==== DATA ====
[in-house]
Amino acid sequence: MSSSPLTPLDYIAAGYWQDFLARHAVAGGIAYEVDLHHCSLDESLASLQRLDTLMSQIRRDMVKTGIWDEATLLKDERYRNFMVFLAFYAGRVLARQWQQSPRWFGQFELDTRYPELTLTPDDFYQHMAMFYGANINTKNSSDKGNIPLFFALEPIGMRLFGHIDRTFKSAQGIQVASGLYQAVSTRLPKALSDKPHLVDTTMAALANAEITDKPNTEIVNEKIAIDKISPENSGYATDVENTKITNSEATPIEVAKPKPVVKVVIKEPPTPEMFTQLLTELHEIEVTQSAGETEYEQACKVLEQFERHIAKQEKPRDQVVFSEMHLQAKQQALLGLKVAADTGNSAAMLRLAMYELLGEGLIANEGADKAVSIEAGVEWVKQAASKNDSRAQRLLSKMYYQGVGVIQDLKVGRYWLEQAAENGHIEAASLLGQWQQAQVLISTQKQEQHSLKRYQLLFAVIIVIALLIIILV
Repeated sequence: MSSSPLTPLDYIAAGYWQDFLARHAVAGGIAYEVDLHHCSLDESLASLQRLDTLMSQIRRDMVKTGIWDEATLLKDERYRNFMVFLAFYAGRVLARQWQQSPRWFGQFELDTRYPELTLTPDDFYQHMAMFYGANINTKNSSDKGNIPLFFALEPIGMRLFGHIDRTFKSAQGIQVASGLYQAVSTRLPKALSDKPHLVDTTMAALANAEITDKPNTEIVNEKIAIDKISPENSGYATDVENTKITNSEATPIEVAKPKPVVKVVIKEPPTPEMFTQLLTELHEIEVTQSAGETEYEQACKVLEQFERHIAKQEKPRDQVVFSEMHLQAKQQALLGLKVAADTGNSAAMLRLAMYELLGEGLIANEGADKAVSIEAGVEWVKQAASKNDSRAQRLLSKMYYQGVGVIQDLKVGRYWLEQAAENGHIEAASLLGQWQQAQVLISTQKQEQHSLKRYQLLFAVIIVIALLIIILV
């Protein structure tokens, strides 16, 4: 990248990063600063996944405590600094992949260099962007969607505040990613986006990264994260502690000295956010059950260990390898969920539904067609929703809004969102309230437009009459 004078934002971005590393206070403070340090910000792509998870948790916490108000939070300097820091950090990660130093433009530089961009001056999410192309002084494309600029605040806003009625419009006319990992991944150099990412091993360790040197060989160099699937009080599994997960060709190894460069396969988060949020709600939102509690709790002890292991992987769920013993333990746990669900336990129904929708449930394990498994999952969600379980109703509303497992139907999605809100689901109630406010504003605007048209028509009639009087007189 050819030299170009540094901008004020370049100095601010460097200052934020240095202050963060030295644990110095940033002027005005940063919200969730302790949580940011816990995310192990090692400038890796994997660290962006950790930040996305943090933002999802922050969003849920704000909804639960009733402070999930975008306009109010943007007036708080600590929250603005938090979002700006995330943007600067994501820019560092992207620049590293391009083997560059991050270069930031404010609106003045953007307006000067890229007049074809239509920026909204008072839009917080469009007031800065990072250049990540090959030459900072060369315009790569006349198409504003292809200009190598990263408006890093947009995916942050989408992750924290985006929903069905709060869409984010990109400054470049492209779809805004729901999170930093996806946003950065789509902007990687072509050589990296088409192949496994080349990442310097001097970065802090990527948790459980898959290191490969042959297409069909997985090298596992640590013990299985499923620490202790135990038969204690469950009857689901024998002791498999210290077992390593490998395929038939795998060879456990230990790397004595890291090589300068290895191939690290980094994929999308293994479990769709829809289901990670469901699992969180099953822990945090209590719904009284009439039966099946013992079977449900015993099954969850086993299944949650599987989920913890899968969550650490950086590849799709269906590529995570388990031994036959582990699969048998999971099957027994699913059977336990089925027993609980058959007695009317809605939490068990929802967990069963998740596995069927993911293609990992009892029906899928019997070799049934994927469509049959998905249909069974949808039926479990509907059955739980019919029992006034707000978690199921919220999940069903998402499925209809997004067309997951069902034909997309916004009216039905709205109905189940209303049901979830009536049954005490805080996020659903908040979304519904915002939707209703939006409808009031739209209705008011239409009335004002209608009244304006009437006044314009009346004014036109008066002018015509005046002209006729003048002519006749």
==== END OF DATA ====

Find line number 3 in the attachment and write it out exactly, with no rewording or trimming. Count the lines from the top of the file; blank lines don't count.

Repeated sequence: MSSSPLTPLDYIAAGYWQDFLARHAVAGGIAYEVDLHHCSLDESLASLQRLDTLMSQIRRDMVKTGIWDEATLLKDERYRNFMVFLAFYAGRVLARQWQQSPRWFGQFELDTRYPELTLTPDDFYQHMAMFYGANINTKNSSDKGNIPLFFALEPIGMRLFGHIDRTFKSAQGIQVASGLYQAVSTRLPKALSDKPHLVDTTMAALANAEITDKPNTEIVNEKIAIDKISPENSGYATDVENTKITNSEATPIEVAKPKPVVKVVIKEPPTPEMFTQLLTELHEIEVTQSAGETEYEQACKVLEQFERHIAKQEKPRDQVVFSEMHLQAKQQALLGLKVAADTGNSAAMLRLAMYELLGEGLIANEGADKAVSIEAGVEWVKQAASKNDSRAQRLLSKMYYQGVGVIQDLKVGRYWLEQAAENGHIEAASLLGQWQQAQVLISTQKQEQHSLKRYQLLFAVIIVIALLIIILV